China's economy is facing challenges. Yet these can be overcome.
Despite the trade war, the 2019 investment year should be positive for the economy in China. Find out how China is overcoming these challenges and why there are still investment opportunities there.
Economy in China determines world trade
The term "Silk Road," which refers to the historic trade route between China and the eastern Mediterranean, is now receiving a new dimension: Through the "Belt and Road Initiative" program, the Chinese government initiated huge infrastructure projects, such as roads and bridges, as well as the expansion of railways, shipping, and aviation. The projects, started nearly six years ago, form the basis of 21st-century strategic goods transport.
Experience shows: Investment in modern infrastructure facilitates macroeconomic development like virtually no other type of investment. Economists are therefore expecting the BRI to boost not just Chinese gross domestic product but also the GDP of the other involved countries by an additional 4 percent over the next five years. This equals to roughly 240 billion US Dollar.
Shenzhen is a symbol of China's economic growth
The megalopolis Shenzhen is very much emblematic of China’s potential when it comes to growth: Back in the 1970s, Shenzhen was just a sleepy fishing town. Fast forward 50 years, and Shenzhen has grown into a major metropolis with more than 12 million inhabitants and the world’s third-largest freight port. The introduction of the special economic zone in the 1980s attracted many foreign investors. This has turned Shenzhen into the hardware capital of the world – an astonishing 9 out of every 10 of the world’s electronic components are produced here.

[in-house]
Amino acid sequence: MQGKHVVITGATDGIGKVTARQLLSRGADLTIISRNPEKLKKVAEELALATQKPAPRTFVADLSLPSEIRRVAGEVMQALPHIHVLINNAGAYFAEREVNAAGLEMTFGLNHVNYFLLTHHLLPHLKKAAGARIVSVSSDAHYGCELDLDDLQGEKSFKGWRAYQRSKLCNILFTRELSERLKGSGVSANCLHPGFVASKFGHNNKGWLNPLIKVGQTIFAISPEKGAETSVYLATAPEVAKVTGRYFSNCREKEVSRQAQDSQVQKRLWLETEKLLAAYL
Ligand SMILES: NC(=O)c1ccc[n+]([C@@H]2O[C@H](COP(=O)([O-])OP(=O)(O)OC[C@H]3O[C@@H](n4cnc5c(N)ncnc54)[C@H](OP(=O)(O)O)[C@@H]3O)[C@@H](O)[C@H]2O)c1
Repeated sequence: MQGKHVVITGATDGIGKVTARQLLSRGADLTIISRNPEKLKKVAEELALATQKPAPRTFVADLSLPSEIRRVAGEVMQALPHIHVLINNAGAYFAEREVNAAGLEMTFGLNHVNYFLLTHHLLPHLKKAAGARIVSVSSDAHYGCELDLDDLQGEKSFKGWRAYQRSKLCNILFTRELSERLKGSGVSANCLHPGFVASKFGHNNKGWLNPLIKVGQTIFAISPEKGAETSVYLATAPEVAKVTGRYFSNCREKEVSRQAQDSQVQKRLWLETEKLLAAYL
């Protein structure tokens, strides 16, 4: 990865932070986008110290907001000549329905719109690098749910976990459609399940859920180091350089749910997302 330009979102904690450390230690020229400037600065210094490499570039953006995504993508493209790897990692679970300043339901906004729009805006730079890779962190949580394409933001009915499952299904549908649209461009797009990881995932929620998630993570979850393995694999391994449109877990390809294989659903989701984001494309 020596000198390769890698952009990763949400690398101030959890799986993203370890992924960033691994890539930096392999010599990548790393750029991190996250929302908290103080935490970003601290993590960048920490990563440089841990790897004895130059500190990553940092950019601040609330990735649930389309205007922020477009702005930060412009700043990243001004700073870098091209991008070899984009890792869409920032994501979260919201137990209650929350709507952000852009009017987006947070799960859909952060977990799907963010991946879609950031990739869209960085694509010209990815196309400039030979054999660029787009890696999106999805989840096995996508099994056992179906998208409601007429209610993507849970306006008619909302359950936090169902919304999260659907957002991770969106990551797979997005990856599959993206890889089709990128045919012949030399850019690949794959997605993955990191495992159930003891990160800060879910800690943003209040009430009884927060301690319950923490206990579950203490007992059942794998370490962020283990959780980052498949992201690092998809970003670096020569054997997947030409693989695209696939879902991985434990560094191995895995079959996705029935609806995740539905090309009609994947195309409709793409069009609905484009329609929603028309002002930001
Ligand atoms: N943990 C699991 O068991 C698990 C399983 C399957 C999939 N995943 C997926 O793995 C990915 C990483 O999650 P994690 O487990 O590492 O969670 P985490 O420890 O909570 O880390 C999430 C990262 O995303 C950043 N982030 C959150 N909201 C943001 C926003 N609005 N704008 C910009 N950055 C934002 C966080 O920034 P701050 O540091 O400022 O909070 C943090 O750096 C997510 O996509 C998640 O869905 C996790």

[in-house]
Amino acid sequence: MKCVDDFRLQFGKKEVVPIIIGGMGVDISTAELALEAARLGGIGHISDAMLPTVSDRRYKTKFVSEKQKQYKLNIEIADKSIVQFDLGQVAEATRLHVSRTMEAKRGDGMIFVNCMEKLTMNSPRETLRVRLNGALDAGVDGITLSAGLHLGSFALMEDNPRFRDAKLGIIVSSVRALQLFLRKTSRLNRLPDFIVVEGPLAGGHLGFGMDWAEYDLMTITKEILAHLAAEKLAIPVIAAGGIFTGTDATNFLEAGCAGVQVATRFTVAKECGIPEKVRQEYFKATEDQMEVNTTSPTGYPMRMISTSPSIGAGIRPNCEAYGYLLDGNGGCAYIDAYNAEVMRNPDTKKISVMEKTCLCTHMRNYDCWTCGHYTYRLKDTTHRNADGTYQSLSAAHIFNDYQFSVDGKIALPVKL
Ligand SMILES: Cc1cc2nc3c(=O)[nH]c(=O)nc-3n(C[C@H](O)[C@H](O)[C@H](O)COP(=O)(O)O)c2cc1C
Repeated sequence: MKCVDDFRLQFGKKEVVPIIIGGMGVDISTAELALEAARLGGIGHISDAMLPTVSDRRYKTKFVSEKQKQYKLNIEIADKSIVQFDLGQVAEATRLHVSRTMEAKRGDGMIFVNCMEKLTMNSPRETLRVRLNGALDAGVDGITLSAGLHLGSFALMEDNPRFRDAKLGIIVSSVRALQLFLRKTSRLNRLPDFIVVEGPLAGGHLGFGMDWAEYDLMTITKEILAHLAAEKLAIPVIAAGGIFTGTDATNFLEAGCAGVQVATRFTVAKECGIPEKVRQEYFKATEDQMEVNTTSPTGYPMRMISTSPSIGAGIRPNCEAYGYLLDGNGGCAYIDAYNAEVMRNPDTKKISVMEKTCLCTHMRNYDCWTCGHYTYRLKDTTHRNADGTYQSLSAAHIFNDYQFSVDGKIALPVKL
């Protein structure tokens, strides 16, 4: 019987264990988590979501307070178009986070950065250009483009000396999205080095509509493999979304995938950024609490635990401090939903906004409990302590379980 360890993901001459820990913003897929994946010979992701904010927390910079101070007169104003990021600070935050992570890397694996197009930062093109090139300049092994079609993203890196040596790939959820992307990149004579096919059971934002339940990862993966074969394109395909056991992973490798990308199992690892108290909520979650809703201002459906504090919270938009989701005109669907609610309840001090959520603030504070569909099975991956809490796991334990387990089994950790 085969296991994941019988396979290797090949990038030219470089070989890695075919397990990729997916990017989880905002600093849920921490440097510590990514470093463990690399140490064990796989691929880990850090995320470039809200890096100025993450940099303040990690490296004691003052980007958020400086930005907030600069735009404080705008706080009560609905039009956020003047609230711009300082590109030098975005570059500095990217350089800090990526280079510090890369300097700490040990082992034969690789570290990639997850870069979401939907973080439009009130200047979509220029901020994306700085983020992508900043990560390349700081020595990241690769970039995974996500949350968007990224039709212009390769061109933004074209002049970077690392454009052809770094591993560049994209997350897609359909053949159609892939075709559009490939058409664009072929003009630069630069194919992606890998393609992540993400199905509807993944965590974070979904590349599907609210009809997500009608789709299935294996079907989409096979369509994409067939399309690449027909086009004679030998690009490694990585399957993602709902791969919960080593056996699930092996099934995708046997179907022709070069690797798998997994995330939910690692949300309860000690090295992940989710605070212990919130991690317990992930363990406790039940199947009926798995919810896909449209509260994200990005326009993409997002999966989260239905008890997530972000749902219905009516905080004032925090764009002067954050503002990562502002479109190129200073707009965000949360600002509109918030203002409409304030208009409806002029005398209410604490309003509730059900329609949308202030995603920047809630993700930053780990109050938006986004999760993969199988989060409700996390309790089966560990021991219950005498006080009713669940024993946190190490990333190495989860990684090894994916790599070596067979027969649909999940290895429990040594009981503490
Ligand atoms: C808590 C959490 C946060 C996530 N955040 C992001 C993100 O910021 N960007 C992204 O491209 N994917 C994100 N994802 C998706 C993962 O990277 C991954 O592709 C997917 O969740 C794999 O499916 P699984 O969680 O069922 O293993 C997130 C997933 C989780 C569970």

The objective of “Made in China 2025” has been initiated to promote specific economic sectors such as biotech, artificial intelligence and renewable energies. Part of this initiative involves encouraging the build-up of domestic expertise through targeted tax breaks and subsidies. The idea is having Chinese companies reach new levels of quality, sustainability, and innovation, so that they can compete with Western competitors on equal terms. The overarching goal is to shift China away from its traditional labor-intensive, low-wage manufacturing model to more technology-driven forms of working.
Projections for the Chinese economy could be exceeded
This year, the situation is likely to improve for equity investors in emerging markets. On the one hand, valuations have improved due to the recent equity market correction, even though there has been a slowdown in growth. On the other hand, although some initial progress has been made in tariff discussions, markets are not expecting the trade conflict to be resolved in the immediate future – in other words, expectations are currently low and may therefore be exceeded.
In the event of no solution to the trade dispute emerging, China possesses sufficient fiscal and monetary freedom of maneuver to stimulate growth itself. In addition, specific measures have already been introduced to strengthen the equity market in a targeted way. For example, the government has announced the creation of special liquidity facilities so that the market liquidity for mainland shares in local currency, so-called A-shares, can be supported at any time, while temporary investment can be channeled into healthy companies facing liquidity shortages.
Chinese economy still growing, albeit to a lesser extent
China’s long-term growth will remain strong and above-average in a global comparison, even if it is likely to fall short of levels achieved in recent years. At 6.2 percent, the expected growth rate for this year may have fallen back to the level of 30 years ago, but it is still twice that of the US, as well as much higher than expected global GDP growth of 3.0 percent. Also the cheap equity market valuations suggest that now is an opportune moment to enter the Chinese equity market or indeed build up current positions.